June 01, 2019

Salmon Repatriation: One Tribe’s Battle to Maintain Its Culture and Spiritual Connection to Place

Darcie L. Houck

The Winnemem Wintu Tribe (Winnemem or Tribe) has a historic and ongoing connection with the McCloud River watershed. The Tribe’s displacement from the McCloud River resulted from development of the Central Valley Project (CVP) in California. The CVP not only displaced the Winnemem, but also blocked salmon from returning each year to spawn in the waters above the Shasta rim dam. This article details the displacement of the Winnemem, the impact of the Shasta Dam on the salmon, and the reasonable and prudent alternative (RPA) set out in the June 4, 2009, Biological Opinion and Conference Opinion on the Long-Term Operation of the CVP (2009 BO), prepared by the National Marine Fisheries Service (NMFS), available at www.westcoast.fisheries.noaa.gov/publications/Central_Valley/Water%20Operations/
Operations,%20Criteria%20and%20Plan/nmfs_biological_and_conference_opinion_on_the_long-term_operations_of_the_cvp_and_swp.pdf.

The Winnemem are the indigenous peoples of the McCloud River watershed. Winnemem means Middle Water—the McCloud River lies between the Upper Sacramento River and the Pit River. Wintu means People; thus, the Middle Water People. The Winnemem believe that a Creator gave life and breath to all things. The Winnemem creation story tells of the Creator bringing forth the people from a sacred spring on Mount Shasta. The people were helpless, and the salmon (the Nur) took pity on the people and gave them a voice. The Winnemem in return promised to always speak for the salmon. Since the beginning, the Winnemem and the salmon have depended upon one another: the Winnemem speaking for and protecting the salmon; the salmon giving themselves for sustenance throughout the year for the people. Ceremonies, songs, dances, and prayers of the relationship between the salmon and the Winnemem are intricately woven into the very fabric of Winnemem culture and spirituality—their life way and being. Testimony of Gary Mulcahy, Governmental Liaison for the Winnemem Wintu Tribe, before the Calif. State Water Resources Control Board, Aug. 29, 2016, available at www.restorethedelta.org/wp-content/uploads/2016/08/Gary-Mulcahy-Testimony-SIGNED.pdf.

The Winnemem signed a Treaty of Peace and Friendship on August 16, 1851, at Reading’s Ranch in Cottonwood. This treaty promised the Winnemem a 25 square-mile reservation that included land along the Pit, McCloud, and Sacramento Rivers, with all other tribal lands ceded to the federal government. However, California lobbied against the treaties, resulting in President Fillmore’s refusal to ratify any of the 17 treaties signed by California tribes between 1851 and 1852. The treaties were hidden away for more than 50 years and were not acknowledged until 1905, after adoption of the Indian Appropriations Act of March 3, 1871, which ended treaty-making between Native American tribes and the federal government.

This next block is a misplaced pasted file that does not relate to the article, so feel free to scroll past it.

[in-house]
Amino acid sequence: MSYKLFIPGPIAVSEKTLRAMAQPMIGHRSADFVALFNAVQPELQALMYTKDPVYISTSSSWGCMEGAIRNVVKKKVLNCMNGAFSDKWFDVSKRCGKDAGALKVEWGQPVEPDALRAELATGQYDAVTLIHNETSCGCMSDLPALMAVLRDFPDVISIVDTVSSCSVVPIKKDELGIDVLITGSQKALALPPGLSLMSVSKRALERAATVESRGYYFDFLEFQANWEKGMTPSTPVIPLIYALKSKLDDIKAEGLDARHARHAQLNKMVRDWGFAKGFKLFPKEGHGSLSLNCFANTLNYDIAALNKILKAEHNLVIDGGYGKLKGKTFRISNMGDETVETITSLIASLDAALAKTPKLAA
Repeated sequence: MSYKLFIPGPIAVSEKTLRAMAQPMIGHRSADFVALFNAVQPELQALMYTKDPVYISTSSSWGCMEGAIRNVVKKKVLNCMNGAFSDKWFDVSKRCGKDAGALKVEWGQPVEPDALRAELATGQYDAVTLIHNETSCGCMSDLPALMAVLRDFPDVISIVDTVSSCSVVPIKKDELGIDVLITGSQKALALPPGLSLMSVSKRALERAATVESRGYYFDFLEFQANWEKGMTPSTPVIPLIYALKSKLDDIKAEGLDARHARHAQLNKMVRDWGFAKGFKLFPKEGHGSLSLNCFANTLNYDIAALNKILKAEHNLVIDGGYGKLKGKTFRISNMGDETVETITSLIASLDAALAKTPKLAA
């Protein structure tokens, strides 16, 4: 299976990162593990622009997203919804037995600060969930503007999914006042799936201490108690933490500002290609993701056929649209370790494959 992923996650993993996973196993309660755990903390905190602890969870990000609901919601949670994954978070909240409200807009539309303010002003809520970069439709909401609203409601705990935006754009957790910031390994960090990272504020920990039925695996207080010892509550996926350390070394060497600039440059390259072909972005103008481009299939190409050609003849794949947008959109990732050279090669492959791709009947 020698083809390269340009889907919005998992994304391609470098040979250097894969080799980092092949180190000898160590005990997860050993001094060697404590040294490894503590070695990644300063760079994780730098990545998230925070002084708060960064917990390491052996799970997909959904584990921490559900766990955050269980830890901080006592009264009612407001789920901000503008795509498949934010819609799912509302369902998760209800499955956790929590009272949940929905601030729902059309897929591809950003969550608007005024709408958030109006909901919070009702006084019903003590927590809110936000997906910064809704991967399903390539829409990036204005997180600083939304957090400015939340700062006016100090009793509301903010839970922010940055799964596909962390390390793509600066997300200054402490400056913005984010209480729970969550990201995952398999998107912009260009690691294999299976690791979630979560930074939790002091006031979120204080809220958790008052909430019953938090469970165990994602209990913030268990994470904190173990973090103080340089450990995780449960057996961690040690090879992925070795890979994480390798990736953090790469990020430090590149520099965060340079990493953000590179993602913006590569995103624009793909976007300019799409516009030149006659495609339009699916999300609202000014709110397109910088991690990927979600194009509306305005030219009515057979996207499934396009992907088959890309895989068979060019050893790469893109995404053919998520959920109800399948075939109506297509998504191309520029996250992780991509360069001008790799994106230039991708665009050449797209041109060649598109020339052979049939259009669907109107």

Without ratifying the treaties, California and the federal government took possession of the tribal lands, leaving the indigenous populations homeless. Despite this taking, the Winnemem continued to live along the McCloud River in their ancestral territory, caring for the salmon, and the salmon continuing to provide sustenance for the Winnemem.

Shasta Dam: People and Salmon Driven from McCloud Watershed

Planning for the redistribution of California water resources began in the second half of the nineteenth century. California’s population was growing, and water infrastructure planning was needed to support future economic development and growth. Two large California water projects were proposed formally and approved in the mid-to-late twentieth century: the CVP in 1935 and the State Water Project (SWP) with the passage of the California Water Bond in 1960. Cal Stats. 1933, Ch. 1042, Cal. Water Code, Div. 6 Pt. 30 (P.S. 409) (50 Stat. 844, 850).

The CVP is a federal project constructed and operated by the Bureau of Reclamation (BOR or Reclamation), and consists of several divisions, including Shasta, Trinity, Sacramento, American, Friant, Delta, and San Luis. See www.usbr.gov/mp/cvp. The largest facility of the CVP is the 4.5 million-acre feet Shasta Reservoir on the Sacramento River, which floods Wintu, Yana, and Yahi homelands. This facility impacts the traditional lifeways of upriver Wintu, Pit River, and other indigenous peoples who rely on the salmon that used to migrate upstream past the dam, and whose homelands were flooded by the massive reservoirs in the CVP. The CVP encompasses a 400-mile, statewide system of flood management, hydroelectric generation, and water conveyance infrastructure in the Sacramento and San Joaquin watersheds. Drawing on the waters of Wintu, Hupa, Pit River, and Karuk homelands in the north (the McCloud, Pit, Upper Sacramento, and Trinity rivers and their tributaries), the CVP conveys water all the way to San Diego County in southern California. Work began on the CVP in 1937; water began collecting in Shasta and Friant reservoirs in 1943; and the first power was generated from the project in 1944.